Monday, June 27, 2005

Credit Where Credit is Due

I understand why conservatives would want to but the blame for the Iraq war's calamitous course on Rumsfeld, not on Bush: it allows Dear Leader to look like the victim of other's incompetence, and to keep his image of perfection pure. But why in the 'verse do otherwise sensible liberals keep saying things like this:

It's long past time for George Bush to either find someone who's serious about winning this war or else someone who's serious about getting out. Rumsfeld is neither.

Rumsfeld is implementing Bush's policies. The idea that this is some sort of a technical mistake -- oh, we thought we could do with fewer soldiers, but we were wrong -- has long since lost any plausibility it might have had. It's not that Rumsfeld is neither serious about winning this war (putting aside the question of what precisely that might mean and whether or not it's still feasible if it ever was) nor about getting out. It's that Bush is serious about neither. These are Bush's policies, which he is pursuing as he wishes to. To blame them on Rumsfeld is to allow Bush to evade responsibility for his policies. It's just wrong -- factually, morally, strategically.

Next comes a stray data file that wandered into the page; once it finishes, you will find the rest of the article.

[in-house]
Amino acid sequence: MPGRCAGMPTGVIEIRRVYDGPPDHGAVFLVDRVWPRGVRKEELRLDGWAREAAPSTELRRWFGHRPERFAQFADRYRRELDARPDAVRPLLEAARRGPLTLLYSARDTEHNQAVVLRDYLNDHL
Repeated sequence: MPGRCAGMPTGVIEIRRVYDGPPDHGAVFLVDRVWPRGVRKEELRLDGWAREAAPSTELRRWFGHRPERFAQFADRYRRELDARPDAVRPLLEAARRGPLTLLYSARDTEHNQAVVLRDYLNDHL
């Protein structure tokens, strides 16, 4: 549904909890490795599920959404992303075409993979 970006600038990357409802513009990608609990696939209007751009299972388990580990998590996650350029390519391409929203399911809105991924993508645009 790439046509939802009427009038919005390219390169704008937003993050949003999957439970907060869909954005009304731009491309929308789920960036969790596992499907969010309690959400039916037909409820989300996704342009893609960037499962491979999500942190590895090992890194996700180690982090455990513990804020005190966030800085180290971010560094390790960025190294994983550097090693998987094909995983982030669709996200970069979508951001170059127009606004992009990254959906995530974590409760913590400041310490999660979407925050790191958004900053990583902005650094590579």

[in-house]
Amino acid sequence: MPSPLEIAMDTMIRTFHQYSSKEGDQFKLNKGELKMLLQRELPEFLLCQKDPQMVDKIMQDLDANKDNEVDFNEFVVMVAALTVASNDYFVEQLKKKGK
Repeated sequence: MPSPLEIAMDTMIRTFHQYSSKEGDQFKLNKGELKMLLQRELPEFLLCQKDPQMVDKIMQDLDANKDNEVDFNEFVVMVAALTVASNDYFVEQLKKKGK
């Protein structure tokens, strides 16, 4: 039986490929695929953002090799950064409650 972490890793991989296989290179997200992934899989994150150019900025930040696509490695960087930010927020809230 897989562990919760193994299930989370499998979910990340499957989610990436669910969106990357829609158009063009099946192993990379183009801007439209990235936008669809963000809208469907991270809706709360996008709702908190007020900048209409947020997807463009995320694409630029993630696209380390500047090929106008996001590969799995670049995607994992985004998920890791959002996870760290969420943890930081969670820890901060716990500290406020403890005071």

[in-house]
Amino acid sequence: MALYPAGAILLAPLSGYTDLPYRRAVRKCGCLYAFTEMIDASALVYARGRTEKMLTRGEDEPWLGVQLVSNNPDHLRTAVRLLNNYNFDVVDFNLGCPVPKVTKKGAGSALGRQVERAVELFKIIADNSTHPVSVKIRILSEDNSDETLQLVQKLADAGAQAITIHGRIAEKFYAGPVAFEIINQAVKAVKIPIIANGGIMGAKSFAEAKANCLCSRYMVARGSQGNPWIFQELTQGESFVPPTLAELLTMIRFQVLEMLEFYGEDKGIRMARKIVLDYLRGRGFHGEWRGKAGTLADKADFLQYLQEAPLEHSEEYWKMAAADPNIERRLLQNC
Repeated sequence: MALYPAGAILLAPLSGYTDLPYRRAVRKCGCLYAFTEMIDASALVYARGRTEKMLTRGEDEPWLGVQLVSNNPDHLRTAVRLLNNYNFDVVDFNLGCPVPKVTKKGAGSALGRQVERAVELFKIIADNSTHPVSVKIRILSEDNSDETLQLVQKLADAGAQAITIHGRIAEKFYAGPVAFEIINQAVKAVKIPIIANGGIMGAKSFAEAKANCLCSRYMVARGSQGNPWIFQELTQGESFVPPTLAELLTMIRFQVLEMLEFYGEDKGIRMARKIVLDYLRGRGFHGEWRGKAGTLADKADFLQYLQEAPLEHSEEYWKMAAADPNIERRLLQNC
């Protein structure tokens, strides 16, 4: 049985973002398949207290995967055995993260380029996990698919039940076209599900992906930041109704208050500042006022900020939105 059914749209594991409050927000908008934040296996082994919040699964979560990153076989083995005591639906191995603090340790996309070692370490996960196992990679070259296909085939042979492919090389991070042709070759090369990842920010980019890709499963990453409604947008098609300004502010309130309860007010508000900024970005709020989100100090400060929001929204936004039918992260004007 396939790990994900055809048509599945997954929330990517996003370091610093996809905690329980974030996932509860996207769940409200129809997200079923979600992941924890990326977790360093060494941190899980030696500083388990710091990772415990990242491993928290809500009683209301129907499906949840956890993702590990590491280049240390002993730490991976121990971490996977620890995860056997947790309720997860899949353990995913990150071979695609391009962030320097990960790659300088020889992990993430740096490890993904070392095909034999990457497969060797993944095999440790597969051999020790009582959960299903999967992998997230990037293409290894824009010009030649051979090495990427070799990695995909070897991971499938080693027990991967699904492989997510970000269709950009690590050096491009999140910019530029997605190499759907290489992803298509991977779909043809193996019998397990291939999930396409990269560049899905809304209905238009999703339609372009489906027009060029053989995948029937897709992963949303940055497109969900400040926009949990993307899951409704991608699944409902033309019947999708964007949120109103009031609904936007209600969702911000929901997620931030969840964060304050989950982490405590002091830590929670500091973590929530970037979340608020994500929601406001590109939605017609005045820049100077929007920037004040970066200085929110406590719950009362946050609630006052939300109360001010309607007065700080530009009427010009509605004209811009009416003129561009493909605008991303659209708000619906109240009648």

(This is not to deny that if Bush wanted to reverse course, firing Rumsfeld would be a sensible place to start -- if only for symbolic reasons, which in a war like Iraq might have a real effect. But until then, the responsibility should be placed squarely on Bush's shoulders.)

Or, as a different sensible liberal said (in a different context) today:

Republicans actually like the way things are going right now. The current state of the country is the Republican dream.

They're doing what they want to do. We need to avoid rhetoric that Bush is simply the victim of others' mistakes and incompetence. He has complete control of the government. If things are going wrong, the buck stops with him.